BID® Daily Newsletter
Jan 24, 2023

BID® Daily Newsletter

Jan 24, 2023

The Value of Mining Proprietary Data

Summary: Data mining has become increasingly important for tailoring products and services to the needs and desires of customers. But not all data is created equal and CFIs should take steps to utilize customer information that others do not have access to.

The National Philatelic Collection contains almost 6MM items related to the postal industry, including one of the largest and most valuable stamp collections in the world. We can’t think of any use that community financial institutions (CFIs) might have for stamp or coin collections, but there is one thing CFIs should be as passionate about rounding up as the world’s most active hobbyist collectors: customer data. While third party providers have simplified customer data collection, CFIs need to remember that easy isn’t always the best way to go. Staying ahead of the competition necessitates gathering customer data to help identify what solutions their customers are looking for, and which isn’t readily available to other financial institutions.
The Proprietary Priority

One of the best ways for CFIs to differentiate themselves from competitors is to mine information about their customers that others don’t have access to, and use it to tailor the services and products you market to your customers. While that is becoming increasingly difficult to do as the financial industry embraces open data, it isn’t impossible.
A group of researchers dug into some high-profile companies operating in the financial and technology arenas to see how they utilize unique data to differentiate themselves. The following are a few of the key things they learned that CFIs should keep in mind when it comes to their own data collection efforts:
  • Be upfront with your customers about data collection. Make it clear that your CFI is collecting data to provide them with more tailored services and the best possible customer service experience. If customers understand that you are collecting information to benefit them and not just for your own marketing efforts, you will get better buy-in and have access to more helpful data.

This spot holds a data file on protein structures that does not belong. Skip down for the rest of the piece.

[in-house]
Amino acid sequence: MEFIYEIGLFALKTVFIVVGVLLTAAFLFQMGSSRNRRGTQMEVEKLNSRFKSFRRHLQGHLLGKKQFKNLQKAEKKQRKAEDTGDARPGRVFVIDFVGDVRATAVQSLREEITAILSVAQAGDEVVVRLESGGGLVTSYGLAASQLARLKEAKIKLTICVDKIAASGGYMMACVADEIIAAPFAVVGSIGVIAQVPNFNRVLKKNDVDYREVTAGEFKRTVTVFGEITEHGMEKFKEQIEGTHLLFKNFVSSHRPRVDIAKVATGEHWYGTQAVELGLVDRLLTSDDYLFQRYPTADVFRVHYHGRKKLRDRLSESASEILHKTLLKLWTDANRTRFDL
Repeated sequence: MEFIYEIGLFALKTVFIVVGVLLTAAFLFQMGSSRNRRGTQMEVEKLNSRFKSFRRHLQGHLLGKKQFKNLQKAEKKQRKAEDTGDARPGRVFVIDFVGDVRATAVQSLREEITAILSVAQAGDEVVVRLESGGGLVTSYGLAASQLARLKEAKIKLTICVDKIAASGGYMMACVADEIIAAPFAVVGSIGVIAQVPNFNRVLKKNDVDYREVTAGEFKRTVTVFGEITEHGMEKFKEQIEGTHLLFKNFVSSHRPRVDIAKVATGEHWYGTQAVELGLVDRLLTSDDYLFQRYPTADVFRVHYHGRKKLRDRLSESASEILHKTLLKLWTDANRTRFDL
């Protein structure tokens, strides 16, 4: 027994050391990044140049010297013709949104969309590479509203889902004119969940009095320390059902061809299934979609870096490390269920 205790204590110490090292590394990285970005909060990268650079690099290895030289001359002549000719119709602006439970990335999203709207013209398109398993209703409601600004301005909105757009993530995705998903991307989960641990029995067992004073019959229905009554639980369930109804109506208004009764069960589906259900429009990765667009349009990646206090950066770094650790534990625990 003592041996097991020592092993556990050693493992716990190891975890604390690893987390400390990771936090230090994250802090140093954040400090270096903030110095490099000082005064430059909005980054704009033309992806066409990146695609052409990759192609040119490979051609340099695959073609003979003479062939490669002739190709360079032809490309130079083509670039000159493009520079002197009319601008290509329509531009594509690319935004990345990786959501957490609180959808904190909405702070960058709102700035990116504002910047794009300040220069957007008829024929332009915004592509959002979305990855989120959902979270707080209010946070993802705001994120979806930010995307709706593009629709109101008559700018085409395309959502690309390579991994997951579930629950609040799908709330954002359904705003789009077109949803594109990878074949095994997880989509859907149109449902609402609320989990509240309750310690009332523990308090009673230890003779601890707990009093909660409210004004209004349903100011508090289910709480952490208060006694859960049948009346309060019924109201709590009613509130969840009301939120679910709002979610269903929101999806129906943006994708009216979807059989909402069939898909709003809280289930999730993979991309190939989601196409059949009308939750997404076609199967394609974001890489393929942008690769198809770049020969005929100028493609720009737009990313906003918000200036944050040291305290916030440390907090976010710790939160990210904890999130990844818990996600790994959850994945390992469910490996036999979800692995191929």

• Make your privacy policy clear and accessible. Outline the parameters for how information will be used, and let customers know what recourse you’ll take in the event of a data breach. Then add a link to the policy on your website and in digital communications with customers, so it’s easy to find.
  • Actively seek insights from front-line tellers and bankers. While software programs that look for patterns within people’s accounts are important, employees passing along customer observations is also important, particularly when they notice patterns in the services and products specific customer groups are seeking. This input can help attune your organization’s offerings to customers’ changing preferences. Plus, if employees feel their insights are valued, they will be more likely to actively seek useful customer insights. Zara, a popular clothing retailer, has long trained employees to report the types of products customers ask about or gravitate toward. There is no reason CFIs can’t take a similar approach in their efforts to tailor financial products to customers.
  • Give customers an easy way to share their thoughts about the products and services they like, even what they are unhappy with. Provide customers multiple avenues — from email to feedback forms within your app, website, or social media — and provide a timely response to their feedback beyond just an automated acknowledgement. If customers feel that their input is valued, they are more likely to provide the kind of information that can’t be purchased through third-party providers or gleaned through software programs.
  • Identify gaps in your current data collection practices. Factor in the input from employees across the board regarding their thoughts and observations about your data collection. The importance of collecting quality data and how the data can be used to better your organization should be made clear to both employees and customers. It is equally important to make sure that there are people within your organization with the expertise to analyze the data you collect and help find ways to turn findings into actionable results.
The importance of data analytics continues to rise. More and more financial institutions rely on customer data to tailor everything from marketing efforts to product offerings to customers’ changing preferences. Taking advantage of proprietary customer information that isn’t available to your peers is a good way for CFIs to better differentiate themselves from the competition.
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